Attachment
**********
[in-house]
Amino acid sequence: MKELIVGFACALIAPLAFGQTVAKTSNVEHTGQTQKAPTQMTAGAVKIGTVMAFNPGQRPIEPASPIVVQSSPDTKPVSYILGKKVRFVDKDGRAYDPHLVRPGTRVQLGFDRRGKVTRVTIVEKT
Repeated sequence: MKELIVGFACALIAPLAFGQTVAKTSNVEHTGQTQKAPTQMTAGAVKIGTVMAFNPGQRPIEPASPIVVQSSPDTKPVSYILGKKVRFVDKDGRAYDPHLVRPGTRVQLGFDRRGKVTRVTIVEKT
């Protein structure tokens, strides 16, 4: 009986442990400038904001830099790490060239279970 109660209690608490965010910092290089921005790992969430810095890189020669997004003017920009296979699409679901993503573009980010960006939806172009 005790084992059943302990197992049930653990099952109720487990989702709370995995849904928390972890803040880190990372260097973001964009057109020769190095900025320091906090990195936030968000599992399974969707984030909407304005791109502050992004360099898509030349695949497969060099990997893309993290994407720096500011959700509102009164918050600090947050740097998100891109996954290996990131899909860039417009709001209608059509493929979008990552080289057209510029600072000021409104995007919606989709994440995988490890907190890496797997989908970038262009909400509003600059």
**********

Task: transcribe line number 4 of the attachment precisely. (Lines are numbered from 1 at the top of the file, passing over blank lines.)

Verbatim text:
């Protein structure tokens, strides 16, 4: 009986442990400038904001830099790490060239279970 109660209690608490965010910092290089921005790992969430810095890189020669997004003017920009296979699409679901993503573009980010960006939806172009 005790084992059943302990197992049930653990099952109720487990989702709370995995849904928390972890803040880190990372260097973001964009057109020769190095900025320091906090990195936030968000599992399974969707984030909407304005791109502050992004360099898509030349695949497969060099990997893309993290994407720096500011959700509102009164918050600090947050740097998100891109996954290996990131899909860039417009709001209608059509493929979008990552080289057209510029600072000021409104995007919606989709994440995988490890907190890496797997989908970038262009909400509003600059």